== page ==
The Power Of My Proven System, Vol. 13 

Mushnick And Me

The awesome legacy of New York City sportswriting — from Damon Runyon to Red Smith to George Plimpton and beyond — provides a daunting context for any individual with the ambition to follow in this historic litany. And yet for all of this accumulated greatness, has there ever been any more important figure in local arts and letters than the New York Post's own Mr. Phil Mushnick? Each week I tear down to the local newsstand to get a look at our collective conscience and moral barometer “Equal Time” column, and find myself driven into a cathartic state of spiritual clarity by his merciless critique of every depraved and degenerate aspect of our disgraceful abomination of a society. Finally, here is a man willing to scold us for enjoying sports. And not only sports!  Mushnick is furthermore prepared to go the entire distance and castigate any and all for the consumption of television, movies, the internet, and contemporary music. Should we find ourselves indulging in such transgressive enjoyments as pro wrestling or swearing, then best be prepared to feel the stinging bridle of this heroic gatekeeper to our values. What a relief it is! If there is one thing I strongly feel has been missing from my life it is the hectoring directives of an anguished middle-aged white man with a “traditional values” streak.

Privately, I guess I have for some time been operating on the assumption that when, God forbid, Phil Mushnick has performed his last clean-up action on this revolting hog sty of sports and media culture, I would naturally be the man to step into his enormous shoes. True, I haven't been offered the job just yet. It simply occurs to me that I would be the next logical candidate to do what he does. To this end, I am always sharpening my chops, waiting for the undertaking of this massive and crucial enterprise. With apologies to the great man himself, here then are a few observations of my own:


The Straight Shot
by Timothy Bracy

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Kudos to the PAX network for their recent uplifting documentary on Ralph Chipperman, a 13 year old boy who lost consciousness for several weeks after attempting to swallow a golf shoe, only to make a full recovery and realize his dream of working as an assistant rodeo clown in Memphis. If more networks showed inspiring stories such as these, rather than the sensational, salacious antics of Hulk Hogan's daughter, maybe we'd have a more moral society and I could turn the television on while wearing just a terrycloth robe.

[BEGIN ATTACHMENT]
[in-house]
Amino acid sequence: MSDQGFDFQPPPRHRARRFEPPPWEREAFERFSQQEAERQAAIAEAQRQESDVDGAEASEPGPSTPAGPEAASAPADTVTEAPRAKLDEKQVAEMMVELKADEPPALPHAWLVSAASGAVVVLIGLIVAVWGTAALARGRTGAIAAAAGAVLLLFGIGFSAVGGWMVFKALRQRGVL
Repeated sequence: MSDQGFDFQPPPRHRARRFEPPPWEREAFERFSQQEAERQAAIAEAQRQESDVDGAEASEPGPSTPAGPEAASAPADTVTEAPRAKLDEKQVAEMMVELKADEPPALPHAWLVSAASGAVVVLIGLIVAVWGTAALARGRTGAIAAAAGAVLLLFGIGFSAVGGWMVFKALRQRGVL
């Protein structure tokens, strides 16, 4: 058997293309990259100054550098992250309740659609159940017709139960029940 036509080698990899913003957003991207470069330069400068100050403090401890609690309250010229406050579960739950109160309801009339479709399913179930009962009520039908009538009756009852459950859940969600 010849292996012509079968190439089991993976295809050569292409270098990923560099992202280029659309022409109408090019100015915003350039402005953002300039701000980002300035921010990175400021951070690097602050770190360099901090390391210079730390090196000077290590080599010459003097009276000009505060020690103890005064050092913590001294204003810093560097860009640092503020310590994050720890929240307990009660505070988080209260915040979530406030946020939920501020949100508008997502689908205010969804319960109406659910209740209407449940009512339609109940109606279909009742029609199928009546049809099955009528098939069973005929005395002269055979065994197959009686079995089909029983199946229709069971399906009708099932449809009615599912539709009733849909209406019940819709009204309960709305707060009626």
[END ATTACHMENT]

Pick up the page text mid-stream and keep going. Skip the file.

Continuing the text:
***

More trouble at the University of Miami, where a typical environment of ruffian gang violence has now escalated from on-field incidents to off-field tragedy. Until the blame for such miscreant outrages is placed squarely where it belongs — on video games and the permissive, teasing ramblings of Jim Lampley — don't expect much to change in Coral Gables.

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ESPN.com kicks off their coverage of 2006-2007 NBA campaign in typically ribald fashion this week with the screaming headline “Surprise Studs” this week. The sub-heading then goes on to read: “John Hollinger examines 11 guys who are exceeding expectations early”. Come on guys, are you writing an analysis of the forthcoming season or a sequel to Caligula?! Obviously a lot of these young guys are pretty easy on the eyes, but Hollinger needs to turn the temperature down or else get a new gig writing for Mr. Skin. 

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Last week WFAN'S vaunted know-it-all Mike Francesa told a caller that in his prime Mickey Mantle “ran like a deer” and covered center field in Yankee Stadium “effortlessly”. Two days later he told another caller that the Yankee great was “like a racehorse” and “could get to every ball”. Well, which is it? Was Mantle a racehorse or a deer? Naturally Francesa, who obviously knows nothing about the animal kingdom, never bothered to acknowledge his flagrant contradiction. As for his blatant use of sexual imagery, I will abstain from sullying myself with further comment.

***